Jeff Randall and Marty Hopkirk
Created by Dennis Spooner
Although the idea's been dredged up several times since, I think ITC's Randall and Hopkirk (Deceased) was possibly the first teaming of two private eyes where one of them had already shuffled off this mortal coil. At best, one could say this one had definite echoes of Hamlet. At worst you could call it silly fluff.
Yep, JEFF RANDALL was more-or-less your average mildly-competent TV eye, London Division, a heart-on-his-sleeve bloke, still trying to make ends meet, not exactly the greatest gumshoe in all the U.K., often accepting cases with little or no chance of financial compensation. He's a bit of an idealist, can be rather headstrong, and has been known to act impulsively, and sometimes unwisely. A nice enough guy, really, the kinda guy who relaxes with a glass of whiskey, and the occasional company of a pretty lady. The one woman who's a constant in his life, though, is his partner's wife, Jeanie.
It was his partner, MARTY HOPKIRK, who was the real brains. But Marty had passed on, was no more, had ceased to be. He had expired and gone to meet his maker. He was a stiff, bereft of life. His metabolic processes were history, he'd kicked the bucket, shuffled off his mortal coil, run down the curtain and joined the bleedin' choir invisibile. He was an ex-detective.
But that didn't seem to stop him from giving Jeff assistance and advice.
Of course, Jeannie's marital status was changed forever when Marty was murdered in a hit-and-run while investigating what seemed to be a fairly routine divorce case. A tough break, indeed, and when Jeff heads to the cemetary to pay his respects, Marty's ghost pops up (in a dazzling white suit, no less), determined to help Jeff find his killers.
After the two crack the case, Marty decides to stick around, help Jeff out, and keep an eye on things. And that's really what the gag is. See, Marty's a worrier, almost to the point of compulsion, and he's not shy about giving advice to Jeff, whether it's asked for or not. So Jeff has to listen to Marty nag about his driving, his detecting skills, his personal life, how he's running the business...everything! And of course, only Jeff can see Marty, adding to the hilarity, and Jeff's frustration. Imagine a personal, otherworldly Felix Unger!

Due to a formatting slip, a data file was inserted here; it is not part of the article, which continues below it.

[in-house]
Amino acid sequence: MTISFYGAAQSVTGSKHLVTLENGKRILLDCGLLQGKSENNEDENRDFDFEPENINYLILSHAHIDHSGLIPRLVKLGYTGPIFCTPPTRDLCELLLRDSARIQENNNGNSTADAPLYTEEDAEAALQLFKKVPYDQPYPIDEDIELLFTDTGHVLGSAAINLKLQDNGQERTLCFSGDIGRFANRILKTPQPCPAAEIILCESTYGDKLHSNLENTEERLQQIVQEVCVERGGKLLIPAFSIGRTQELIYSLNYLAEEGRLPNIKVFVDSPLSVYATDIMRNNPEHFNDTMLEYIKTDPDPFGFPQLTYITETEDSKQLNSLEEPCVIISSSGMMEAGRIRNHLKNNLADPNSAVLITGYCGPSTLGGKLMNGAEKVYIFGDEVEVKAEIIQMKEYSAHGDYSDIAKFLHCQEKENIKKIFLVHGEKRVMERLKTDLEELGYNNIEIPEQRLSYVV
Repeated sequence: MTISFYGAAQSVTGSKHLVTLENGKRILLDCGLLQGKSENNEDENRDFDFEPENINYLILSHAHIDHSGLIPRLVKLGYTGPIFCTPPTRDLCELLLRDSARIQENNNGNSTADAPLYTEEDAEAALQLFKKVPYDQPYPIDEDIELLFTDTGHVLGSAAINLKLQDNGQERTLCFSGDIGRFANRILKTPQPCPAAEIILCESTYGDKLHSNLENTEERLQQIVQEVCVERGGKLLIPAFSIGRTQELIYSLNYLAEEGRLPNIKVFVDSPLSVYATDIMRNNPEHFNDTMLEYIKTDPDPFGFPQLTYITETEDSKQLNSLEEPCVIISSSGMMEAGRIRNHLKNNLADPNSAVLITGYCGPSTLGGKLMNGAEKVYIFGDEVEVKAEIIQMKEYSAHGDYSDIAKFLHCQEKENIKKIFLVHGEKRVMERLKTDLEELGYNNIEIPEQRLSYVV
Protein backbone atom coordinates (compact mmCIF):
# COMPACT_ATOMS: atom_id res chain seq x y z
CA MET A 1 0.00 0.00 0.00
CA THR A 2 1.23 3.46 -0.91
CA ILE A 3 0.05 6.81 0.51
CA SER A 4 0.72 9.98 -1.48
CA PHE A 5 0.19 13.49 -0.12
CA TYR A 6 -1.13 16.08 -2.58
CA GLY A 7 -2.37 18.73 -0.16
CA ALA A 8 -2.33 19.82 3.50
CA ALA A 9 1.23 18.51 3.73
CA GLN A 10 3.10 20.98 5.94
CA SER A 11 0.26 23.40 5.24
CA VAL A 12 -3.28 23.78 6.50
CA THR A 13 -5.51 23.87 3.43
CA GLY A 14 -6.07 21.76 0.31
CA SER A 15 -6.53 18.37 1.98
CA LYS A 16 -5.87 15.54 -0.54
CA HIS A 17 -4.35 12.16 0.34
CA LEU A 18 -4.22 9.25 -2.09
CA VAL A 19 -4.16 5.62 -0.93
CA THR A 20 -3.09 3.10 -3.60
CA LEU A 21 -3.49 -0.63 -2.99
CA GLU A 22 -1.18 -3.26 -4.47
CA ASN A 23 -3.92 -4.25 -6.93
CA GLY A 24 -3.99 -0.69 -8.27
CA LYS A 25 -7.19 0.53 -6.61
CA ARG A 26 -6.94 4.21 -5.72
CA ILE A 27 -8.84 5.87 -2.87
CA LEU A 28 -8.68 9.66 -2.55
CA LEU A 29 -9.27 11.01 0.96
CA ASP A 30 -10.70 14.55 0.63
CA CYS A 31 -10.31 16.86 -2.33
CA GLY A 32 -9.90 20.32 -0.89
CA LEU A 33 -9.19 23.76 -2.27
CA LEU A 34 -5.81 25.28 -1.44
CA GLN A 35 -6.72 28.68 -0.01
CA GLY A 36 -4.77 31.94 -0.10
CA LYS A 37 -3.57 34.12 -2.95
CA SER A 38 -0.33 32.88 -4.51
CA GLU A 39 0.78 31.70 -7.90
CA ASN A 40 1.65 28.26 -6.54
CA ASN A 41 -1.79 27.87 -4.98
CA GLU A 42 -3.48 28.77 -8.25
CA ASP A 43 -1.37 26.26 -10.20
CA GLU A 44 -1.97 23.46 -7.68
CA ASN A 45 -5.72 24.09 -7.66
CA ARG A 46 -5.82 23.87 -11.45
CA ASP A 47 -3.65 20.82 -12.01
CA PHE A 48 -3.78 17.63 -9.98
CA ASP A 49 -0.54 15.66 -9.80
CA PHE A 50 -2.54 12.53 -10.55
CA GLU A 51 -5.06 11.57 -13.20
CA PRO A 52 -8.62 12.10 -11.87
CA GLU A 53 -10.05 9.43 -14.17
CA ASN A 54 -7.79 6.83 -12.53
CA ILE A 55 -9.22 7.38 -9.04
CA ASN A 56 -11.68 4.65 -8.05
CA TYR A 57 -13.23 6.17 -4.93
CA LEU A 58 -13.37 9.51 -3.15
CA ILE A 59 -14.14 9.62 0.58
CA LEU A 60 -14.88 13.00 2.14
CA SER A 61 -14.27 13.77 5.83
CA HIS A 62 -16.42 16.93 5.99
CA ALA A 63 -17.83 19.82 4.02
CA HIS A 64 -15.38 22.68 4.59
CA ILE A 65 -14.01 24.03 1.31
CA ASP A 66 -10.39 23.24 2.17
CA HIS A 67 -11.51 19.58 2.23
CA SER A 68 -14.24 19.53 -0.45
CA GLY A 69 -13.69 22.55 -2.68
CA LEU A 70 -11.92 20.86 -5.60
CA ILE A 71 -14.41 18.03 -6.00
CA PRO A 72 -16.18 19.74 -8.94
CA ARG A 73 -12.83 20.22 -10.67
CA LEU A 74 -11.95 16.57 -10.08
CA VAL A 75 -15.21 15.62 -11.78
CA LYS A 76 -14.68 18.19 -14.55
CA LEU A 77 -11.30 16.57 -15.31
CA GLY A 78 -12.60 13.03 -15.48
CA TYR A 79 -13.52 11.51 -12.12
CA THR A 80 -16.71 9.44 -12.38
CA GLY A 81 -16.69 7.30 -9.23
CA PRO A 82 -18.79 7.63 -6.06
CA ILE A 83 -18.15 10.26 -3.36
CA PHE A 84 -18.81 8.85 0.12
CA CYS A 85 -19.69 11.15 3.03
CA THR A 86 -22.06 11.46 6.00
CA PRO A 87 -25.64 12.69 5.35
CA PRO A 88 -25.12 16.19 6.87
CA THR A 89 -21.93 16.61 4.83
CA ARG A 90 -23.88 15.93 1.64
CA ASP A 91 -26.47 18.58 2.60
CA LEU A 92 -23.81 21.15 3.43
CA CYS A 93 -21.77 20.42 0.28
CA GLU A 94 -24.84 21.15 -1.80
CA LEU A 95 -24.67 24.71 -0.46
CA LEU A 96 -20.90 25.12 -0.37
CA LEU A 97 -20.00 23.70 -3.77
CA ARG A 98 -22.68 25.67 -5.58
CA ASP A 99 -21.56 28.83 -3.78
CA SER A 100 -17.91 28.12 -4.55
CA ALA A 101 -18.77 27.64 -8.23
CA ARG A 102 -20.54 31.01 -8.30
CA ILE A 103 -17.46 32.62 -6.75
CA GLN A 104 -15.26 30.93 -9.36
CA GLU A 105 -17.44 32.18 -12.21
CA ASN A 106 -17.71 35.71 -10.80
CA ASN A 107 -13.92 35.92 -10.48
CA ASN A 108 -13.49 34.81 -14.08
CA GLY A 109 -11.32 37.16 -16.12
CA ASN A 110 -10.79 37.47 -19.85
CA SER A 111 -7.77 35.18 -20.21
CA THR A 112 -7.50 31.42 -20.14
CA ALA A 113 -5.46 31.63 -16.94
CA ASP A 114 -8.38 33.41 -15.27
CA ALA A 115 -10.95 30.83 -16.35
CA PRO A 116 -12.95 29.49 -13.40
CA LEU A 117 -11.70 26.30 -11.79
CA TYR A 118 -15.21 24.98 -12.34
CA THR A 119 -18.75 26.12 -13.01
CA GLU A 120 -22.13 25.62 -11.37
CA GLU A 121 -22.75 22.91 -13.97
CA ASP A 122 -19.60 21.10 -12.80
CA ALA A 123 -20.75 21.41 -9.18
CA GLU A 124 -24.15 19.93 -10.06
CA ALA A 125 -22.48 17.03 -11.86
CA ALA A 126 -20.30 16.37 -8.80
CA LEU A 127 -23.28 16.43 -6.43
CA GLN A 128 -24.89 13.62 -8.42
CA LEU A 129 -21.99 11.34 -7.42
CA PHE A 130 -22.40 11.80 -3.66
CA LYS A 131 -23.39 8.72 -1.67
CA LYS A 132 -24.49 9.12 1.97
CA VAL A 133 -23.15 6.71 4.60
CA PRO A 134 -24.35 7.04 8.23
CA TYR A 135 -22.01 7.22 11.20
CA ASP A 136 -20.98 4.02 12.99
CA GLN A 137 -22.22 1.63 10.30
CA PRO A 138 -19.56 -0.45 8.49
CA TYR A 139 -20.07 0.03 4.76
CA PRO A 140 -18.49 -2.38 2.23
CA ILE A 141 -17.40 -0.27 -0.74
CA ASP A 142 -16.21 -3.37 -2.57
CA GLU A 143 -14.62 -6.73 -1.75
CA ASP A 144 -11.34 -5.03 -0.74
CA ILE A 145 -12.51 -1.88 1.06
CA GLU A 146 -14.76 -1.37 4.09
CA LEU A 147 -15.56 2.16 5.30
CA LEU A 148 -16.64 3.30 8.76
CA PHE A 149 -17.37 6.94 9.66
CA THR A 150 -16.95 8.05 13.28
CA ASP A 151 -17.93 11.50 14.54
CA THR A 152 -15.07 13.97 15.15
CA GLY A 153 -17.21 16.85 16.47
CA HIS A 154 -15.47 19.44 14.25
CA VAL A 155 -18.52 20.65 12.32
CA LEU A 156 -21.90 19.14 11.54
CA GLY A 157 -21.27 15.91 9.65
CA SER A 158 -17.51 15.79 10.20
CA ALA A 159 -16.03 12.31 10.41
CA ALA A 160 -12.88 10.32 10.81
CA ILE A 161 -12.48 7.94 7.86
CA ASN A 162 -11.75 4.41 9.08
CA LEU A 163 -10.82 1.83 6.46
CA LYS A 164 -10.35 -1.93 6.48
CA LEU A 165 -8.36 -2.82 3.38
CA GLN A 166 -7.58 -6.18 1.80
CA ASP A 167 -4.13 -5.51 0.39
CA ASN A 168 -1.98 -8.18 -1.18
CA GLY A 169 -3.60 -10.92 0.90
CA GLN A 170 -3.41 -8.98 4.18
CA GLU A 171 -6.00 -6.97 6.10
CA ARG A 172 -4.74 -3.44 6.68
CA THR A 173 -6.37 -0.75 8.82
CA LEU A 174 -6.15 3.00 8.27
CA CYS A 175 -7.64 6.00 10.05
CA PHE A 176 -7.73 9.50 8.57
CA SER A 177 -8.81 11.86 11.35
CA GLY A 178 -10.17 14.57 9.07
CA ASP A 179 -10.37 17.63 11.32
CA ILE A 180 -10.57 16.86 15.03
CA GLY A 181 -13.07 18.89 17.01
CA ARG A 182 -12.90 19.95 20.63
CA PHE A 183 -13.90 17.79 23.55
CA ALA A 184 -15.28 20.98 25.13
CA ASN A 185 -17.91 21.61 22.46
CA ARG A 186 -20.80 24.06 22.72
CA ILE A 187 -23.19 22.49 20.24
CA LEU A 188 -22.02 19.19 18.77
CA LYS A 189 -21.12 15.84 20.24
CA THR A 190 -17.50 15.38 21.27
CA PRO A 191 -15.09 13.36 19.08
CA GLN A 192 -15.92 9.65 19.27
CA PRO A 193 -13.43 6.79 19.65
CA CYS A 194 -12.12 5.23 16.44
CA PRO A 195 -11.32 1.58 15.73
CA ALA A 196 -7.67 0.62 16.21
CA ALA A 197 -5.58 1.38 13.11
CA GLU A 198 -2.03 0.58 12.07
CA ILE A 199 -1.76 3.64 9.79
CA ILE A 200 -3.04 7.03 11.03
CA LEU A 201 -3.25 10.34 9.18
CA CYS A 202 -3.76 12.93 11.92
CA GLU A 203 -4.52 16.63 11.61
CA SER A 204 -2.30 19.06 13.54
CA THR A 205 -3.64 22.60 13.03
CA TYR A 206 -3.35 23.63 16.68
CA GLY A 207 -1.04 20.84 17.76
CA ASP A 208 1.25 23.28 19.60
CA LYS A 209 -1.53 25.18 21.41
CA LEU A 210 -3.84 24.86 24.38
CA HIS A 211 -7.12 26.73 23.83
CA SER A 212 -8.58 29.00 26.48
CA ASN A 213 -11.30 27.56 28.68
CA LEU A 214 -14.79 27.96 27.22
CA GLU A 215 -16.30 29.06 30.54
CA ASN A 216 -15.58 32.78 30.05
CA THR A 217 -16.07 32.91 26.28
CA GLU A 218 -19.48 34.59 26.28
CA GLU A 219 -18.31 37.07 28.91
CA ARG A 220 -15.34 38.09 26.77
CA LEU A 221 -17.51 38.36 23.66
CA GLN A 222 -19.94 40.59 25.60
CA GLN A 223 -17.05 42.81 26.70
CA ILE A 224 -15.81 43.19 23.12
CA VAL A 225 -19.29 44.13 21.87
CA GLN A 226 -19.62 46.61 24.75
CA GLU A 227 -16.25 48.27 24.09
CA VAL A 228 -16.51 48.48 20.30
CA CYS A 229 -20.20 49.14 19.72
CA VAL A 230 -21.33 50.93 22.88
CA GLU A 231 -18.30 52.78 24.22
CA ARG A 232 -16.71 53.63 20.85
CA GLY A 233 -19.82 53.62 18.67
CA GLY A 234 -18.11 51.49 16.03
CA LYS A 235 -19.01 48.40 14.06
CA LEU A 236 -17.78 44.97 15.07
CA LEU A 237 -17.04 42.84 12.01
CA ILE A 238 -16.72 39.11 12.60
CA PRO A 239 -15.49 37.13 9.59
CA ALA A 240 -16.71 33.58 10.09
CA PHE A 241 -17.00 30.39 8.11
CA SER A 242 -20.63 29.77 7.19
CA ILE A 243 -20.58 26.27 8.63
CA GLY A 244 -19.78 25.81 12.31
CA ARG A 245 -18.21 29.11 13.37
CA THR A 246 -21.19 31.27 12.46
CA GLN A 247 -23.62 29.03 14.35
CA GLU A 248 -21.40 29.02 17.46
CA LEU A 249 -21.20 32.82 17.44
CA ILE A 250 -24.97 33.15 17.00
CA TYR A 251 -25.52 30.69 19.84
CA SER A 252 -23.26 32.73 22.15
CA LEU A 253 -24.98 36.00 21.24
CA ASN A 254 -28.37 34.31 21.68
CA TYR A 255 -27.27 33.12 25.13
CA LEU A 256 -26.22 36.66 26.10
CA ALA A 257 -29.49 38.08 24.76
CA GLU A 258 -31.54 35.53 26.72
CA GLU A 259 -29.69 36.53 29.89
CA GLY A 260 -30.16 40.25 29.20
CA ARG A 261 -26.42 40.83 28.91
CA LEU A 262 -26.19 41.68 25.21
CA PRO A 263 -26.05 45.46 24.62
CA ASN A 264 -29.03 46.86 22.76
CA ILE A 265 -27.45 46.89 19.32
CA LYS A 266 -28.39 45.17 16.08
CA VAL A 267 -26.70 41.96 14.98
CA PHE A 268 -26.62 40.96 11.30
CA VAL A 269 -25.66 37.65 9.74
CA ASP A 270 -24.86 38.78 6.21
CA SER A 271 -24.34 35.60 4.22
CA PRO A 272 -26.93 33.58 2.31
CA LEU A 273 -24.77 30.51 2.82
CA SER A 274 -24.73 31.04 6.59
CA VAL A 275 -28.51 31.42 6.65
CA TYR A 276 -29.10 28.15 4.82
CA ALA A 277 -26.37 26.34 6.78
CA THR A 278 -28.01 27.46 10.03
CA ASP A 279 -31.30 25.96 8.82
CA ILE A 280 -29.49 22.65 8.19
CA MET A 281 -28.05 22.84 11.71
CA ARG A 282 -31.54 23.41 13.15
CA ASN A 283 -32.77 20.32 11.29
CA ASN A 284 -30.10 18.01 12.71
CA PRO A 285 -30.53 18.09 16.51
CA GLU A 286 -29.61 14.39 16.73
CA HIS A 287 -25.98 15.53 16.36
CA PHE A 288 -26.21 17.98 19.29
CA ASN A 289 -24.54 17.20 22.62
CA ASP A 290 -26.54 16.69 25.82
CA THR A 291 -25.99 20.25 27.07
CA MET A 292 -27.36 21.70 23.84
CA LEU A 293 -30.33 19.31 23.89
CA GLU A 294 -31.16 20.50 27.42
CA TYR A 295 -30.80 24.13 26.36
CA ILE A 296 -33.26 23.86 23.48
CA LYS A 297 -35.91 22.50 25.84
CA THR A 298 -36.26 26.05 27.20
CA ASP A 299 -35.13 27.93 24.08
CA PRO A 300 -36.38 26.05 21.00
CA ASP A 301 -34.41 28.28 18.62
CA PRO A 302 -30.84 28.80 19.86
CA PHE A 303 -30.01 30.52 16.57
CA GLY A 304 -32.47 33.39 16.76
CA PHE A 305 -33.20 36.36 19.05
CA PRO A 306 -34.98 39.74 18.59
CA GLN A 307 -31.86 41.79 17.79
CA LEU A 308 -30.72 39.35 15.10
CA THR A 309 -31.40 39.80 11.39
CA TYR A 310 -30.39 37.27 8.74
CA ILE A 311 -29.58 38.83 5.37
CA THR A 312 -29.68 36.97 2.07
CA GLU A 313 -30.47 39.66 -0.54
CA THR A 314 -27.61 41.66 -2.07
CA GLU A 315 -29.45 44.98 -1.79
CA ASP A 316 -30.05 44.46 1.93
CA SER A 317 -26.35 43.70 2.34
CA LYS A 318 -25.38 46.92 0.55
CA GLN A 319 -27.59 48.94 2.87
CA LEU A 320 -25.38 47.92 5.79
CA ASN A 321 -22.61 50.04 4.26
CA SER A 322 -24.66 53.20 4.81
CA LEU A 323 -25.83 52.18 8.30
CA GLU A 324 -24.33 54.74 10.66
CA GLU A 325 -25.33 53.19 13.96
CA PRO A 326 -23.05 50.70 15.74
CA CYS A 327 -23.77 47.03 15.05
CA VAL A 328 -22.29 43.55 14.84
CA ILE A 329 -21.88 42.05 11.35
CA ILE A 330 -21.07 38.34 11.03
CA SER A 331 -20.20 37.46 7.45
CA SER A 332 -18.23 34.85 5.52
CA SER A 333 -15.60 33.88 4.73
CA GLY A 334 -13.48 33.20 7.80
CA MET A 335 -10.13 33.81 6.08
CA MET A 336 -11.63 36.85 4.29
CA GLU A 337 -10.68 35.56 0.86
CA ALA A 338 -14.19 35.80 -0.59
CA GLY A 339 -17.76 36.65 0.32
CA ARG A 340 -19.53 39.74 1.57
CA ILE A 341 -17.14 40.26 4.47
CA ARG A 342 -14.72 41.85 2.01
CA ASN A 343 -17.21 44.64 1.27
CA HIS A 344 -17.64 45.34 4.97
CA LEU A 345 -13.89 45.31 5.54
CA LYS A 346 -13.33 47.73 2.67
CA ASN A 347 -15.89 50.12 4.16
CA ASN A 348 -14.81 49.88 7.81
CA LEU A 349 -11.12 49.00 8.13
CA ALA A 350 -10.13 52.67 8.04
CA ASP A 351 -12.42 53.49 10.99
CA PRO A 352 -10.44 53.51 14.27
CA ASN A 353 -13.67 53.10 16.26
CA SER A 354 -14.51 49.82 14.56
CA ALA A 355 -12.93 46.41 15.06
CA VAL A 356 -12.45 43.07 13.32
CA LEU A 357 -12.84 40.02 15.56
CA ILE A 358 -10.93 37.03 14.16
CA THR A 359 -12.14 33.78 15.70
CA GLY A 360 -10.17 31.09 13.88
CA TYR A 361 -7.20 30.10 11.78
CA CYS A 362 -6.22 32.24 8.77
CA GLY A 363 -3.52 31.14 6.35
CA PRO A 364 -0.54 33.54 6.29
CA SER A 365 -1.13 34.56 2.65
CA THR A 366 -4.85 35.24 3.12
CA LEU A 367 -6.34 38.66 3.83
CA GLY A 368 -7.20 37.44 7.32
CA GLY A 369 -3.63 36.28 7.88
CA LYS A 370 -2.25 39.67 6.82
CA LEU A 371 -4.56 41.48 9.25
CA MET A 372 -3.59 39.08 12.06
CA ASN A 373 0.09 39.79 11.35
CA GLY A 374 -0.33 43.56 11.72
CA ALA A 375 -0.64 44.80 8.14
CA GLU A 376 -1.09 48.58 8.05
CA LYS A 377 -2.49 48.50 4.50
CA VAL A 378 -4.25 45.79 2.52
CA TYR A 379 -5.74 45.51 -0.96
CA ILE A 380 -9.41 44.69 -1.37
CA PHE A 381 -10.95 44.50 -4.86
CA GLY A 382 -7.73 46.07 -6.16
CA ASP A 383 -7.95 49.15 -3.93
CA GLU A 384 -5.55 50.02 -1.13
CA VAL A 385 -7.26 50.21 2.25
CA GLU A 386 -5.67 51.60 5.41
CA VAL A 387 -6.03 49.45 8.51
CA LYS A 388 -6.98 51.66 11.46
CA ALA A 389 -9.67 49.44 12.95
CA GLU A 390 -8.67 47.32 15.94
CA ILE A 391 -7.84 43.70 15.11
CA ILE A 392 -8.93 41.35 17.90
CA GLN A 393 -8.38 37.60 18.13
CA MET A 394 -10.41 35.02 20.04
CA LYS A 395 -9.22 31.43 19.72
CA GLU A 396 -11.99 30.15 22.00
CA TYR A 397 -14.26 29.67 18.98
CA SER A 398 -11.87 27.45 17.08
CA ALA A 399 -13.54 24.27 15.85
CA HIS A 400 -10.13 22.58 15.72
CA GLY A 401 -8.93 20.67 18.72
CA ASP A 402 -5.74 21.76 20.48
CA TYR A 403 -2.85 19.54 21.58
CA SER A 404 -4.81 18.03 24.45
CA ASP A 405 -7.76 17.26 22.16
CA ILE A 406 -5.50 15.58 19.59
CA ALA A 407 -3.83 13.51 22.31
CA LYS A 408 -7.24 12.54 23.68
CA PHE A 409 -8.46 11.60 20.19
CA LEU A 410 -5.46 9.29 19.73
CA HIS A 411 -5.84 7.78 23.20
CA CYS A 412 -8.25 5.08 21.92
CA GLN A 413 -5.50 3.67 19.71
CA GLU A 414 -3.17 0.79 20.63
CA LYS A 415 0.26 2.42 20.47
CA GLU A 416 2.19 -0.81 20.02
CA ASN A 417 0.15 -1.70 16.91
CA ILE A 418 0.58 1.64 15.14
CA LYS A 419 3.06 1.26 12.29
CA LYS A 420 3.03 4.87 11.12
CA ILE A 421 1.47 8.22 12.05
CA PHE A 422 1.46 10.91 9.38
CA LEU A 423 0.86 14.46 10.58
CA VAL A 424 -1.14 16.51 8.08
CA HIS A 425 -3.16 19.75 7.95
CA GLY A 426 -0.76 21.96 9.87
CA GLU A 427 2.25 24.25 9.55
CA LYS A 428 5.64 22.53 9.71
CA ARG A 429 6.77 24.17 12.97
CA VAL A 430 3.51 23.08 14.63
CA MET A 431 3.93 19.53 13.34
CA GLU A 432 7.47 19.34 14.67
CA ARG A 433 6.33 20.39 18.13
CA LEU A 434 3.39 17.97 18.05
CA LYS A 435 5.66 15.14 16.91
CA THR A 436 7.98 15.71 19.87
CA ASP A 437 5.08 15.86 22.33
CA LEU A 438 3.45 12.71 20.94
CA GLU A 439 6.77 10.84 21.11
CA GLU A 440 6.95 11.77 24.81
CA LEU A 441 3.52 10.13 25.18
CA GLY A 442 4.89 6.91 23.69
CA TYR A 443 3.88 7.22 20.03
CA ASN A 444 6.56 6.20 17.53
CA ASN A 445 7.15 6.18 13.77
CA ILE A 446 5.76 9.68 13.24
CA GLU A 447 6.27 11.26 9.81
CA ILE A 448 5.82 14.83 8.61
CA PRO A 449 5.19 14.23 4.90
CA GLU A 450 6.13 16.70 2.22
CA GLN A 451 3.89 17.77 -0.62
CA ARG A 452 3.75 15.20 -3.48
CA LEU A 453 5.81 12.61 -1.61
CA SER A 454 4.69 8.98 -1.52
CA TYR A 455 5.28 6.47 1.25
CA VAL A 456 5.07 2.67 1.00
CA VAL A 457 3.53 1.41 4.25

And it turns out Marty's also got a mean streak of green. Whenever any man starts to develop any kind of relationship with Jeannie, Marty's intense jealousy rears its ugly head. Of course, any hint of anything between Jeff and Jeannie, is bound to set him off. And just to further complicate things, Jeannie soon goes to work in the agency, to help Jeff out.
It may sound gimmicky, and too cute by half, but it was actually a rather entertaining mix of comedy and drama, with an engaging cast, particularly Kenneth Cope as Marty. Despite the fact it only ran for 26 episodes, it gathered a huge cult following, and is fondly remembered in Britain and several other countries around the world. It wasn't quite as popular in the States, though, where NBC aired it late at night as My Partner, The Ghost. Too quirky, too British, and way too low in gun battles and car chases, you could almost say say it never stood a ghost of a chance...
But never say never. Such was the popularity of the show in the U.K., that in 2000 it was announced that BBC1 was preparing a big budget revival of the show, with Vic Reeves and Bob Mortimer taking over the roles of Marty and Jeff. One interesting guest star is Guy Pratt, son of Mike Prat, the original Jeff Randall.
- "My Late, Lamented Friend And Partner" (September 21, 1969)
- "A Disturbing Case" (September 28, 1969)
- "All Work And No Pay" (October 5, 1969)
- "Never Trust A Ghost" (October 12, 1969)
- "That's How Murder Snowballs" (October 19, 1969)
- "Just For The Record" (October 26, 1969)
- "Murder Ain't What It Used To Be!" (November 2, 1969)
- "Whoever Heard Of A Ghost Dying?" (November 9, 1969)
- "The House On Haunted Hill" (November 16, 1969)
- "When Did You Start To Stop Seeing Things?" (November 25, 1969)
- "The Ghost Who Saved The Bank At Monte Carlo" (November 30, 1969)
- "For The Girl Who Has Everything" (December 7, 1969)
- "But What A Sweet Little Room" (December 14, 1969)
- "Who Killed Cock Robin?" (December 21, 1969)
- "The Man From Nowhere" (December 28, 1969)
- "When The Spirit Moves You" (January 2, 1970 )
- "Somebody Just Walked Over My Grave" (January 9, 1970)
- "Could You Recognise The Man Again?" (January 16, 1970)
- "Money To Burn" (January 30, 1970 )
- "The Ghost Talks" (February 6, 1970)
- "It's Supposed To Be Thicker Than Water" (February 13, 1970)
- "The Trouble With Women" (February 20, 1970)
- "Vendetta For A Dead Man" (February 27, 1970)
- "You Can Always Find A Fall Guy" (March 6, 1970)
- "The Smile Behind The Veil" (March 13, 1970).
- 1st Series
- "Drop Dead" (March 18, 2000)
- "Mental Apparition Disorder" (March 25, 2000)
- "The Best Years of Your Death" (April 1, 2000)
- "Paranoia" (April 8, 2000)
- "A Blast from the Past" (April 15, 2000)
- " A Man of Substance" (April 2000)
- 2nd Series
- "Whatever Possessed You?" (September 29, 2001)
- "Revenge of the Bog People" (October 6, 2001)
- " O Happy Isle" (October 13, 2001)
- "Pain Killers" (October 20, 2001)
- "Marshall and Snellgrove" (October 27, 2001)
- "The Glorious Butranekh" (November 3, 2001)
- "Two Can Play at That Game" (November 24, 2001)
VIDEOS and DVDS
Report respectfully submitted by Kevin Burton Smith. Thanks to Flo for a friendly reminder, and for pointing the way.
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